House committee plans to interview at least 20 officials about Benghazi
A House panel investigating the deadly 2012 attacks on U.S. diplomatic facilities in Benghazi, Libya, plans to interview at least 20 current and former officials including National Security Adviser Susan Rice, former Pentagon chief Leon Panetta and ex-CIA head David Petraeus, the committee said Friday.
The list of those to be interviewed – a veritable “who’s who” of recent U.S. foreign policy and national security officials – emerged as Democrats complained about the Select Committee on Benghazi’s “unlimited” budget and yawning, open-ended schedule, as it goes over ground covered by earlier congressional investigations.
Democrats say the committee’s efforts are politically motivated and appear to be aimed at undermining the possible presidential candidacy of Hillary Clinton. She was Secretary of State when the Sept. 11, 2012 Benghazi attacks killed U.S. Ambassador Christopher Stevens and three other Americans.
Republicans say Clinton’s State Department failed to protect diplomatic personnel.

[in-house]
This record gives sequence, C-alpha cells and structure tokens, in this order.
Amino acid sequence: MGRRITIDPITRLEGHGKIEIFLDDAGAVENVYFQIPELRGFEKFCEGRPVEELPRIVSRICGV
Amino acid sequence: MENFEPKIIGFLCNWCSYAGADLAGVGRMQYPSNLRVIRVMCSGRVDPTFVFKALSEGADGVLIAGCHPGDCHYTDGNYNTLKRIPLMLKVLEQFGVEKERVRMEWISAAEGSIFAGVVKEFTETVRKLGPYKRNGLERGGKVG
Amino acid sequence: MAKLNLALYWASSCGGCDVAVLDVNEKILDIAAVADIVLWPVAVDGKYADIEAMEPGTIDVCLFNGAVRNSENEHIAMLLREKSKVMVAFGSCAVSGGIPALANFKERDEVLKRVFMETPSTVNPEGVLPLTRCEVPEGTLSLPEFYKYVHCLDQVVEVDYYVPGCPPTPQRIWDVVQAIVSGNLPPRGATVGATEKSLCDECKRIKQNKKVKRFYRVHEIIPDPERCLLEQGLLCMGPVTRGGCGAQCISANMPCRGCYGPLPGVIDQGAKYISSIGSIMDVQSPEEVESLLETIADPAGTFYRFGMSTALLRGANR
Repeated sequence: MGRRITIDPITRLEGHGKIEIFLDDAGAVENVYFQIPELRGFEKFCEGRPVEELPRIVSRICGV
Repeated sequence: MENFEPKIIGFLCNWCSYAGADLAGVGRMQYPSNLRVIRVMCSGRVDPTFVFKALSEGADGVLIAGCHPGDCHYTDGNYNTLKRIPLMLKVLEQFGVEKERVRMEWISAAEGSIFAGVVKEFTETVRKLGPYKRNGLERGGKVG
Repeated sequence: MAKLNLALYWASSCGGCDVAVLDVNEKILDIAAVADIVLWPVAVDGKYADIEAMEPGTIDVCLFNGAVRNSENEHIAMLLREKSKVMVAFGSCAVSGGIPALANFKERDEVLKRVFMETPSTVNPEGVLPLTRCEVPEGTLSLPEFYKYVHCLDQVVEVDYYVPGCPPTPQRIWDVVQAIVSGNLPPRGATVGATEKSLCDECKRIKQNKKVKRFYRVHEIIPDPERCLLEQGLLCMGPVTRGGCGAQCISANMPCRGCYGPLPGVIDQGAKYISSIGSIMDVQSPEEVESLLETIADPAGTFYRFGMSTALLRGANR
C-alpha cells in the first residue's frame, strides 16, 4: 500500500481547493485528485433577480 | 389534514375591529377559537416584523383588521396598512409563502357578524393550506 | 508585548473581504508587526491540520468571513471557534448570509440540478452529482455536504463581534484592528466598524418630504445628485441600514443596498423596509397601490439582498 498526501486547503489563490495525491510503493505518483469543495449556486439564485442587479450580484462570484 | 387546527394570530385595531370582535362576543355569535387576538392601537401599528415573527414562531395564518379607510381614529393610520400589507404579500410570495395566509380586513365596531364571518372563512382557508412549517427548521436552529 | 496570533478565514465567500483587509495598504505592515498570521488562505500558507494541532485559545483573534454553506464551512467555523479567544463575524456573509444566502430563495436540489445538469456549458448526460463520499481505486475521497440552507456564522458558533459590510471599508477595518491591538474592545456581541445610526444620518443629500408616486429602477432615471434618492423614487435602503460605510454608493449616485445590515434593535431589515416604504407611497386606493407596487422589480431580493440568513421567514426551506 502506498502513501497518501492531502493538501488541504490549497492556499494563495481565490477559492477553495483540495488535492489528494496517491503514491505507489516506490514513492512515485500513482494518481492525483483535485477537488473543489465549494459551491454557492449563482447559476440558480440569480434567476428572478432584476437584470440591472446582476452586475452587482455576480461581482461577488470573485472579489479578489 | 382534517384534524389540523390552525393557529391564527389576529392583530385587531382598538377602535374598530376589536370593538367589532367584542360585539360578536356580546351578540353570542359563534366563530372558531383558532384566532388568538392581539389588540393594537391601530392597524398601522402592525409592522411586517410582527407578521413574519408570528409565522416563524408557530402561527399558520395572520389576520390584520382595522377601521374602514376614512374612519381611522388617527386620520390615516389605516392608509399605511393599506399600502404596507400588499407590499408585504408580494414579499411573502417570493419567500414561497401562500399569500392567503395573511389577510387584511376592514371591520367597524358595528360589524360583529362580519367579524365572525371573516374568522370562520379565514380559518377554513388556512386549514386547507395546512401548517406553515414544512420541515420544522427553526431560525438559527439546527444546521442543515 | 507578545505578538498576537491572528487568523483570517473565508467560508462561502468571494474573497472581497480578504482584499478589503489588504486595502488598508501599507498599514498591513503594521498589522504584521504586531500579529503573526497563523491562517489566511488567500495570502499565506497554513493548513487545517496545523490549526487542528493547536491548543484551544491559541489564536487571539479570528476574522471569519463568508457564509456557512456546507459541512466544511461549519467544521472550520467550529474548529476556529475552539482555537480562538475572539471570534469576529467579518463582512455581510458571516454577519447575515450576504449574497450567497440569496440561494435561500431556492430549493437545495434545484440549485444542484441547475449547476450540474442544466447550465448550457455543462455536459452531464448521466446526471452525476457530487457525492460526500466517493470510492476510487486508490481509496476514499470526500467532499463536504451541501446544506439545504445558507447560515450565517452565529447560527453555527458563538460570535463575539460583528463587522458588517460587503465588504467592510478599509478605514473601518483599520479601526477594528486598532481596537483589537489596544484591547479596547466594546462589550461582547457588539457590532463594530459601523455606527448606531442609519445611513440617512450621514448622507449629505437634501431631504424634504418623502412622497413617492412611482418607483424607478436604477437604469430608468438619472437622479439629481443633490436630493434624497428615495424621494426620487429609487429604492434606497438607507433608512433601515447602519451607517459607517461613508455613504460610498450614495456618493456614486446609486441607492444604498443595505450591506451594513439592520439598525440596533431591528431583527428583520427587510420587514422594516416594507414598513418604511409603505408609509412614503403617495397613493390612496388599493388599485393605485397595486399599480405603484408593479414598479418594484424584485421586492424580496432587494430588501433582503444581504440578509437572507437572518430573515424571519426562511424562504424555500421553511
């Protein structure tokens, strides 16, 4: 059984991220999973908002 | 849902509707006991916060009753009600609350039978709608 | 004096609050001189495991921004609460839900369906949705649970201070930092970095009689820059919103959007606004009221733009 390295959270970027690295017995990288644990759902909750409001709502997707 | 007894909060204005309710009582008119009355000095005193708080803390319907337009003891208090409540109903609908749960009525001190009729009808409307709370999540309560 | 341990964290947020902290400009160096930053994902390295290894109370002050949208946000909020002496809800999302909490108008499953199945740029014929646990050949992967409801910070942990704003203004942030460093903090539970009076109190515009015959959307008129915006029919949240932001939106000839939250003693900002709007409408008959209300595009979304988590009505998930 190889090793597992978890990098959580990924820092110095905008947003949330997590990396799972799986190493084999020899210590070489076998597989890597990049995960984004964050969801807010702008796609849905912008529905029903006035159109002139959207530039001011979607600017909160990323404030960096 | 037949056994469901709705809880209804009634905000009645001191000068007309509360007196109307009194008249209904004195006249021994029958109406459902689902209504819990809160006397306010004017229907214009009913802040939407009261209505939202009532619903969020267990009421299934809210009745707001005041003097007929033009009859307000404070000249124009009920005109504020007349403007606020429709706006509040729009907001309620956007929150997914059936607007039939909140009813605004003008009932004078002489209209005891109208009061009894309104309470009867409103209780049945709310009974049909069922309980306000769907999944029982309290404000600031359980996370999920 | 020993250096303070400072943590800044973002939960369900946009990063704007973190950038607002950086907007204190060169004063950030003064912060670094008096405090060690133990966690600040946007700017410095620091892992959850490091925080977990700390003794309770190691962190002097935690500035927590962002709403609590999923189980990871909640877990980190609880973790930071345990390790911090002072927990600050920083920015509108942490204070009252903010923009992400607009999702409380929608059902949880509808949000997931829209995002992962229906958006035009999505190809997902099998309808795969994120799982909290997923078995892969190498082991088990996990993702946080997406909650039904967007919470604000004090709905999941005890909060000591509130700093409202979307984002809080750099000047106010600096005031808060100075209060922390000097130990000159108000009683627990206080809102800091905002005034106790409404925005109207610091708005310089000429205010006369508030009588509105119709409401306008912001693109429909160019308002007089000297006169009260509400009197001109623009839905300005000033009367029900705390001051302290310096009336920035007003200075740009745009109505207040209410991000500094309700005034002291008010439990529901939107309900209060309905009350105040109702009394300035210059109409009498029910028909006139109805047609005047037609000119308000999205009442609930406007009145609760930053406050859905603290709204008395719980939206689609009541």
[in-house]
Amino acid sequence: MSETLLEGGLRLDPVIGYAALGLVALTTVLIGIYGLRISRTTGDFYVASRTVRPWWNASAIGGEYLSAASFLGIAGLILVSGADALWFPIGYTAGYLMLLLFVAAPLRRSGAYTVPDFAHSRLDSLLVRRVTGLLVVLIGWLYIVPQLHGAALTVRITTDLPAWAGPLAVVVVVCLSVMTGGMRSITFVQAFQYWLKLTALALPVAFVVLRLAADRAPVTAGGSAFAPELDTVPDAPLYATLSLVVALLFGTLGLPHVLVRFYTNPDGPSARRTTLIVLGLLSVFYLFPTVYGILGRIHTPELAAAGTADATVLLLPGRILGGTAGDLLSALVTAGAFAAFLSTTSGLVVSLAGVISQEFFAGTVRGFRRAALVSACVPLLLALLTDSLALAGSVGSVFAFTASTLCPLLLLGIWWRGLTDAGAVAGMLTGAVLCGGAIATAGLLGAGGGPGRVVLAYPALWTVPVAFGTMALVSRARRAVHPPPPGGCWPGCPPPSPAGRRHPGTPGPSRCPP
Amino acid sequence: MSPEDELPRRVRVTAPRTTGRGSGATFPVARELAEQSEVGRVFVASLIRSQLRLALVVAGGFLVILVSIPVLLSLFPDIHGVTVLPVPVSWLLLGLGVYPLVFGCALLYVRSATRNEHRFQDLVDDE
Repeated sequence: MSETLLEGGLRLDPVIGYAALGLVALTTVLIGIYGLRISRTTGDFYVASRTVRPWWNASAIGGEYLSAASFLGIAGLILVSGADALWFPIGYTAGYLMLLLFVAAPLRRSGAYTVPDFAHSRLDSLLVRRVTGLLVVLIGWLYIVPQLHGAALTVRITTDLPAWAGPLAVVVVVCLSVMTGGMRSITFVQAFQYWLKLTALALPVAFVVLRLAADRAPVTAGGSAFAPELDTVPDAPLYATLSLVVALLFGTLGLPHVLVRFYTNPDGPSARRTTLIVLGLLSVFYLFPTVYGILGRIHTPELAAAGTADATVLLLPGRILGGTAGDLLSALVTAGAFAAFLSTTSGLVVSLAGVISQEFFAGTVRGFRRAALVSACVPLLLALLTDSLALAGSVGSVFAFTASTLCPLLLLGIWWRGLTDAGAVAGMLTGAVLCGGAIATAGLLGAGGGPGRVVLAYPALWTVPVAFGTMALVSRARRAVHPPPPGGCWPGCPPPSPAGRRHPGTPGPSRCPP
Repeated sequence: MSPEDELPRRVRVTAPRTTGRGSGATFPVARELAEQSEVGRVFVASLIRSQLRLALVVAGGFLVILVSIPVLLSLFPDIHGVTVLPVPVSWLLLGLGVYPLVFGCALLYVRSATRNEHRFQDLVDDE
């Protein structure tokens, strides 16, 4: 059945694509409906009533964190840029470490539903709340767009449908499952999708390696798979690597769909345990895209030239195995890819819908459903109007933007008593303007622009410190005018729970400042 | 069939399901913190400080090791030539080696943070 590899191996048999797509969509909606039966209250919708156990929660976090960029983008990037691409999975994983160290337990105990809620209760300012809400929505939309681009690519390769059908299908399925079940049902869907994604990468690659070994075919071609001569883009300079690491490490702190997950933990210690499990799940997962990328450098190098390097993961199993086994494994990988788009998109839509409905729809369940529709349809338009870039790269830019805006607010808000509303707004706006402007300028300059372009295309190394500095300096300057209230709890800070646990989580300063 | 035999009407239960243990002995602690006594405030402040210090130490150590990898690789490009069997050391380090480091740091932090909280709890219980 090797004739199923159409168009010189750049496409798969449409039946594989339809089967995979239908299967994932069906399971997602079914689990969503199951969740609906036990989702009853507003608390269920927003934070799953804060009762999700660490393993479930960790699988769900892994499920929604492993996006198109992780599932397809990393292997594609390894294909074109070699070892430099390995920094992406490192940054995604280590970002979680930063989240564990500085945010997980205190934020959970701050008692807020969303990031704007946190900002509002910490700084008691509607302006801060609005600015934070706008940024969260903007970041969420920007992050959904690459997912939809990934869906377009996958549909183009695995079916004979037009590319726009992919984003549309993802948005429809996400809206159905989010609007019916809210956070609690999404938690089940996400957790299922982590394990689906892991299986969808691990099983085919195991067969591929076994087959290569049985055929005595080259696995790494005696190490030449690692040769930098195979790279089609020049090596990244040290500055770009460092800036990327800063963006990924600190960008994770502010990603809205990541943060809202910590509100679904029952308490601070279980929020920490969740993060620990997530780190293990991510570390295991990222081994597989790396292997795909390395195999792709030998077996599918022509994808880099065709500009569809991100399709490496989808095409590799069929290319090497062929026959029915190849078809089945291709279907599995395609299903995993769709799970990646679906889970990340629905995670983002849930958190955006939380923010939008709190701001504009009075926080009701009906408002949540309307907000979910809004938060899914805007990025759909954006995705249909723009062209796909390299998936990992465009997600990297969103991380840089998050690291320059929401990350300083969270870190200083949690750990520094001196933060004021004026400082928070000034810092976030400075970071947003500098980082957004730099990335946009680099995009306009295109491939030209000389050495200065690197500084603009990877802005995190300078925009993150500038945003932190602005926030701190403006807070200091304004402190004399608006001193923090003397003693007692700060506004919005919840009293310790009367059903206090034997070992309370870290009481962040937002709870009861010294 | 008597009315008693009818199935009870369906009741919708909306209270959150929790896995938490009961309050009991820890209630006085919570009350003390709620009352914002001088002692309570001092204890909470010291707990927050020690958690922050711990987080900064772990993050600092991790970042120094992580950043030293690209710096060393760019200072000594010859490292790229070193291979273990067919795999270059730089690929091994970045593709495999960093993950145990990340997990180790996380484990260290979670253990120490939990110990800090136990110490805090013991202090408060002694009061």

Previous investigations have said that the compound where Stevens died was not well protected, but that the CIA and the U.S. military responded properly to the attacks.
A letter to Democrats dated Thursday from the panel’s Republican chairman, Representative Trey Gowdy, detailed the list of people he plans to interview after April 1.
They include Rice, who rankled many Republicans soon after the Benghazi events with televised comments that the attacks were related to protests against a U.S.-made video, rather than being premeditated armed assaults. This was two months before President Barack Obama was to face voters seeking re-election; Rice was U.S. ambassador to the United Nations at the time.
Others on Gowdy’s list include Rice’s current deputy, Ben Rhodes; White House Chief of Staff Denis McDonough; General Martin Dempsey, chairman of the Joint Chiefs of Staff; former White House press secretary Jay Carney, and several State Department officials.
Gowdy wants Clinton to testify to the panel in public, but wants more documents first. By Gowdy’s own description, the State Department has already handed over the equivalent of “40 copies of Dr. Zhivago.”
Democrats this week asked the House Administration Committee for a hearing on the Benghazi panel’s spending, saying it could cost over $3 million in 2015 – about $8,000 per day.
The Administration Committee rejected the Democrats’ request as “remarkably odd,” saying they should have spoken out when the House of Representatives reauthorized the panel in January. It was created in May and spent $1.8 million last year.
(Reporting by Susan Cornwell; Editing by Bernadette Baum)